Hauser & Wirth is delighted to present a display of works by Martin Creed and Robert Ryman. For this special occasion we will be exhibiting a thirty-six panel work by Creed and a twelve panel work by Ryman.
Martin Creed (b. 1968) produces works according to a series of rules within a predetermined conceptual framework. This particular presentation, Work No. 590 (2006), is an impressive series of black monochrome drawings. Each isolated sheet of A4 paper has been coloured using different felt-tip pens. One of the rules being applied by Creed is that the pen can never be drawn back over itself. The resulting images are unique and variable according to the type of pen deployed, a factor which is integral to the work. As with much of Creed’s output, our attention is drawn to commonplace objects that the viewer might rediscover in an entirely new light. Other key works by Creed include Work No. 329: Half the air in a given space (2004), a piece that uses party balloons to isolate half the air in a room. Creed is also known for self-reflective and profoundly deadpan sculptures such as Work No. 301: A sheet of paper crumpled into a ball (2003).
Robert Ryman (b. 1930) has argued that every material has a built in code – a way of reacting that suits a given purpose. Throughout his career Ryman has experimented with the particular qualities of different pigments including the application of paint onto a variety of different painting surfaces. Apart from in his very early works, Ryman always uses the colour white. His Classico paintings of the late 1960s were named after the handmade ‘Classico’ paper favoured by the artist. This particular series numbers among his earliest composite works. Classico V (1968) is outstanding of a work from this period. The work seemingly informed, not only by the marks left behind by the masking tape that once held the paper to the wall, but also by the untouched paper exposed by layers of white synthetic polymer paint. Despite being made according to a set of constraints, Classico V possesses an abundance of variants to be found in the use of pigment and off-centred composition. It is a work of rare quality, one with a profound air of quiet, considered painterly depth.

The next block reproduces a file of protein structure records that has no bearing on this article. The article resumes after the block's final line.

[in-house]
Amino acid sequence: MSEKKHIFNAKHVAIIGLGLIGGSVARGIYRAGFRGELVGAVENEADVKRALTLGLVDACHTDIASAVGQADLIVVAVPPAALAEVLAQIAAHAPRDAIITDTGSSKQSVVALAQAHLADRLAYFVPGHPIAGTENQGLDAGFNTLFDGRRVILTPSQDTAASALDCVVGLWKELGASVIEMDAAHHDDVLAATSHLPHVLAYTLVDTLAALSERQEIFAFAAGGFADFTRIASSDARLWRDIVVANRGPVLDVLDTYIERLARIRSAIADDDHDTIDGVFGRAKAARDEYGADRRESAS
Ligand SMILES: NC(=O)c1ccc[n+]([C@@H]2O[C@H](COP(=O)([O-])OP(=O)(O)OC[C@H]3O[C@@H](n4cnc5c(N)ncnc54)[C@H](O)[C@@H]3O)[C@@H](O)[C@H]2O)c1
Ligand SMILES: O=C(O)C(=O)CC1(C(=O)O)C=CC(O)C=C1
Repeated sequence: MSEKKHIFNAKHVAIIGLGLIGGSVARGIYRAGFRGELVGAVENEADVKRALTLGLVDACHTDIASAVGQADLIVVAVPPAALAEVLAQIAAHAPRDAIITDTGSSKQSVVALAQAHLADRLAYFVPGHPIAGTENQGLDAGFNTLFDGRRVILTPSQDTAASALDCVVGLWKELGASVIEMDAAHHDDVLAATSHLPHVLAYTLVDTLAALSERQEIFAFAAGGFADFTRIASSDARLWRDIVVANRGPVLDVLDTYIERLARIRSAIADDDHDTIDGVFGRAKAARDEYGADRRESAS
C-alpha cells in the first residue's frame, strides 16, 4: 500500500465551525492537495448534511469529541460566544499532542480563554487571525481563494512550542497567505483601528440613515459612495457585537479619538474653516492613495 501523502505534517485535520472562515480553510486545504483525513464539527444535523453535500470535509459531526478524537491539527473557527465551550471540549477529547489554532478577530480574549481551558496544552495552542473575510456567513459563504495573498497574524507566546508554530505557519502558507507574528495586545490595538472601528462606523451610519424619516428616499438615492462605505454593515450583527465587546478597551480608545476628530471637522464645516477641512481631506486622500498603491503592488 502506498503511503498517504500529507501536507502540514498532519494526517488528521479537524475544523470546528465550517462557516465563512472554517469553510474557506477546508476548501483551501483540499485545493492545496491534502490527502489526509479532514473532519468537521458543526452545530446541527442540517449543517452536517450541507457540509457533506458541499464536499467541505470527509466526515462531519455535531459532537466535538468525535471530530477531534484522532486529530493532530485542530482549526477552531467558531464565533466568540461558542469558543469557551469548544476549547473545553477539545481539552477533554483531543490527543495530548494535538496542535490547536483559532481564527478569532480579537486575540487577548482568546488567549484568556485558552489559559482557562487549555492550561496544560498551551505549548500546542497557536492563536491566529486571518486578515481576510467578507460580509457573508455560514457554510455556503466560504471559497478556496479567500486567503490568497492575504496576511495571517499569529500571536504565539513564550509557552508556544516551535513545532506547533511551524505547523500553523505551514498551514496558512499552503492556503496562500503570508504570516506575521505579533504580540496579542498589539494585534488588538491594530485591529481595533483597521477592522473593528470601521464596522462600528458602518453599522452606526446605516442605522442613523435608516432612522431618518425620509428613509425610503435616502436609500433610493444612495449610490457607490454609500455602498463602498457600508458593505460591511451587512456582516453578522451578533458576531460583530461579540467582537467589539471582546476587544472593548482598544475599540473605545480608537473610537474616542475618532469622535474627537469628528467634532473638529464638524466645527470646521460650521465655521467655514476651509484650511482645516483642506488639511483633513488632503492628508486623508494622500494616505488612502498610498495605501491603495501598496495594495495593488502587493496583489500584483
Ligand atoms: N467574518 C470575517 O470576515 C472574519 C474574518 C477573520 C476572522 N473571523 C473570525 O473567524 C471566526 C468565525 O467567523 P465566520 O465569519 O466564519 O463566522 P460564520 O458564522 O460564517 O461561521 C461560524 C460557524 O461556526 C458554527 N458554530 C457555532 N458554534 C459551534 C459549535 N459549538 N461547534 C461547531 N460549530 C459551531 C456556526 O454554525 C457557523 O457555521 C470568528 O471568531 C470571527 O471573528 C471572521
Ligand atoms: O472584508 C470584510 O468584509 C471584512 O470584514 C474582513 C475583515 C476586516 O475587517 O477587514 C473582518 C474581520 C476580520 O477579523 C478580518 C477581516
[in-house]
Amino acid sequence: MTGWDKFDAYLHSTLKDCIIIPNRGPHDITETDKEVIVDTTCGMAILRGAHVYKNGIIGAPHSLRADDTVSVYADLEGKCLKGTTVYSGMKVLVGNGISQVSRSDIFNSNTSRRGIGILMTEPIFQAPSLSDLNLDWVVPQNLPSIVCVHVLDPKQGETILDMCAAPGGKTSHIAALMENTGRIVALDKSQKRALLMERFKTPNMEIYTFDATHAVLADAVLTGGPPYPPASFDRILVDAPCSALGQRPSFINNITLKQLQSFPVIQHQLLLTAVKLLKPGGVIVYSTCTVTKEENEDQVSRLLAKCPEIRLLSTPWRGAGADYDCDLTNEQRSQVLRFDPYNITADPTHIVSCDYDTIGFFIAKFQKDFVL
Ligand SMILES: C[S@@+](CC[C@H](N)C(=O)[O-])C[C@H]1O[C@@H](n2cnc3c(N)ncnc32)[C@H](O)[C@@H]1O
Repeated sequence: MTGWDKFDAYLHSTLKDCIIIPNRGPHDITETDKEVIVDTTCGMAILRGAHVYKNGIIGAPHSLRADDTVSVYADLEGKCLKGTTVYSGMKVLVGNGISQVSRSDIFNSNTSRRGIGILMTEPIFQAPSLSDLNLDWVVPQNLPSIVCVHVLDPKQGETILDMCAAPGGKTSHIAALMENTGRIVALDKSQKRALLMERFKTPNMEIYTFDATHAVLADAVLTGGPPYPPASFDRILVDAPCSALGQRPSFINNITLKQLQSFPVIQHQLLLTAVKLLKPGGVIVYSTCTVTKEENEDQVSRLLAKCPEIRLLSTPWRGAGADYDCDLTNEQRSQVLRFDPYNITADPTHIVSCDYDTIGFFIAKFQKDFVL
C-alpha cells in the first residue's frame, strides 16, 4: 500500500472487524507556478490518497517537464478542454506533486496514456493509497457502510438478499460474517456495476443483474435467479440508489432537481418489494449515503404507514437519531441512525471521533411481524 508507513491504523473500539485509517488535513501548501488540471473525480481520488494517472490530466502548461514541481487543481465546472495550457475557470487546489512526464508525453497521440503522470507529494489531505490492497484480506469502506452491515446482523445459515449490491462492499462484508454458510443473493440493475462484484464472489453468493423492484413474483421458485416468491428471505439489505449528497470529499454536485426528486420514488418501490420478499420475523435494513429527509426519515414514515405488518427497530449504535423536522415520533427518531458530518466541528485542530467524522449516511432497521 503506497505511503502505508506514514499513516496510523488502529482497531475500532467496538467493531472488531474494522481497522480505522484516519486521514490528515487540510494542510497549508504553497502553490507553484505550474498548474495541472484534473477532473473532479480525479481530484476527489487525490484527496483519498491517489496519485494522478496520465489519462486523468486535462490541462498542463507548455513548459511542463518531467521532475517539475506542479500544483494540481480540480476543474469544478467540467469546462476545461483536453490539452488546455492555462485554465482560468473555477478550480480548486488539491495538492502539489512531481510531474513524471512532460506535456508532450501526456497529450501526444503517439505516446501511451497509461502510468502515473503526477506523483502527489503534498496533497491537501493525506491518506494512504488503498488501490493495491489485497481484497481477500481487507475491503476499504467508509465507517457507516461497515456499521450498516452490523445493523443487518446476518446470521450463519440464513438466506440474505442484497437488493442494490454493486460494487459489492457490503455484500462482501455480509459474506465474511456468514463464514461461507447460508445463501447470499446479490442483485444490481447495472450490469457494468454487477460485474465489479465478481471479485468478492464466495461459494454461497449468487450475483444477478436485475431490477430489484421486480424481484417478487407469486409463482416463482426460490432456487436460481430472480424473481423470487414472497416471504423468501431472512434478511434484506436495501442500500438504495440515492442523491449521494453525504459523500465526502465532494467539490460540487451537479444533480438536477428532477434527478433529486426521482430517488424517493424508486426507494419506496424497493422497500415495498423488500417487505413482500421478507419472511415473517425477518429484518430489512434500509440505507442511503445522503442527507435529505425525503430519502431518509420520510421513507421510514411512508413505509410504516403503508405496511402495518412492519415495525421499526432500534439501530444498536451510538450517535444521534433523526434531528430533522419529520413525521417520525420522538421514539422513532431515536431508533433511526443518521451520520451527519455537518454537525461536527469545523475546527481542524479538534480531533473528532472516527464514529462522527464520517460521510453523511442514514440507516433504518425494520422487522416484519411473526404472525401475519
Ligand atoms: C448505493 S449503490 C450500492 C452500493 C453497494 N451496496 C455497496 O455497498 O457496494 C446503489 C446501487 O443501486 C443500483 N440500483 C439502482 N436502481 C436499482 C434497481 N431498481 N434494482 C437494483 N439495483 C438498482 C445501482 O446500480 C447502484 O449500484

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About the artist
‘Creed is a social artist; the true magic of his work lies in the way it interacts with people and places.’ Jones, Jonathan, ‘Martin Creed’s stairway to heaven,’ in theguardian.co.uk, London, UK, 1 August 2011, ill. (on Work No. 1059)Learn more